The 4x3 hierarchy was constructed simply to test and demonstrate the proposition that 4x3 patterns are ubiquitous and of fundamental significance in Nature. The hierarchy has survived as an article of interest in its own right, and has also been modified slightly to become "The Information Ladder". I eventually decided the table was evidence for the fractal nature of the Universe, that hierarchies were really fractal iterations of increasing or decreasing size, and that the 4x3 pattern is some type of generative fractal "algorithm". (In terms of "chaos" theory, the 4x3 pattern is a "strange attractor".)
The search for the actual field theory itself continued as a project separate from the construction of the large fractal and information tables. The field theory of course would have the generative role and the 4x3 form, but it was not clear for some time where to place it in the table. Finally it was realized that it belonged as the rational half of a "metaphysical" level of the hierarchy, while all the intuitive models, including astrology, belonged in the intuitive half of a metaphysical level - the left and right hemispheres, as it were, of the human brain. (The "metaphysical" realm is the domain of human thought.)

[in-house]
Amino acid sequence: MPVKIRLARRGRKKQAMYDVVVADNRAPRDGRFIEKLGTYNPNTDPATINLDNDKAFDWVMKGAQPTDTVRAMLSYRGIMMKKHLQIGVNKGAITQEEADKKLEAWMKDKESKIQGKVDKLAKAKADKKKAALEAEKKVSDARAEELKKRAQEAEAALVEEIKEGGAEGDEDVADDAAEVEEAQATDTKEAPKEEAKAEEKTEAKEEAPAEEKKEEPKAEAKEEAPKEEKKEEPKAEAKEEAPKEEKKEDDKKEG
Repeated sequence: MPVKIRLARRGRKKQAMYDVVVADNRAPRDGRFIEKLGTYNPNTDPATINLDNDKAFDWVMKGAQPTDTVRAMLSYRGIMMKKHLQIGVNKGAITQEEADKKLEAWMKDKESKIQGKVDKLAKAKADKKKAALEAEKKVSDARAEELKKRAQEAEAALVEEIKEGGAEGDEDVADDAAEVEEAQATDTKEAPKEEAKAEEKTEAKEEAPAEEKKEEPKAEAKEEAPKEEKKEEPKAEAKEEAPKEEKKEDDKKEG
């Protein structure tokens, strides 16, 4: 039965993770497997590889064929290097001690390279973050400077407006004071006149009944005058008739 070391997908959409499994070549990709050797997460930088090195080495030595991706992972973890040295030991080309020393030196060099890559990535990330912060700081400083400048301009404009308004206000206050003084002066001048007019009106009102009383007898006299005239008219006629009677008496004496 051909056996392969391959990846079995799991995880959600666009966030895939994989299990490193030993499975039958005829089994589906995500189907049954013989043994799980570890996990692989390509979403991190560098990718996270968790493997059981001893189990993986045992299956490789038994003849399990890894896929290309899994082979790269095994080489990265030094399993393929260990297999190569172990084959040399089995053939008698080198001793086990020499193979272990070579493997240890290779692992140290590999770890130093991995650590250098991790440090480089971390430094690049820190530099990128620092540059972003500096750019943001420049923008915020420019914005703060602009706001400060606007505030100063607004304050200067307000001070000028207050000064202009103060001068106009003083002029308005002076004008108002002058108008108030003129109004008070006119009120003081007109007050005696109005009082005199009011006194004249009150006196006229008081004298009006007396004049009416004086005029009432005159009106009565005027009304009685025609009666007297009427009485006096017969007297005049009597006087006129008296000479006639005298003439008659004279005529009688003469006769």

Finally, we must conduct a practical test of the theory: can we construct a plausible, conceptual, 4x3 (or 4x4) General Systems rational model of the Unified Field Theory, and if we do, can we learn something useful from it? This effort begins with the matrix models of Chapters 2 and 3 (in the E-Book), and ends in Chapter 7 with the Hourglass and Tetrahedron diagrams. Readers will have to decide for themselves if the game was worth the candle.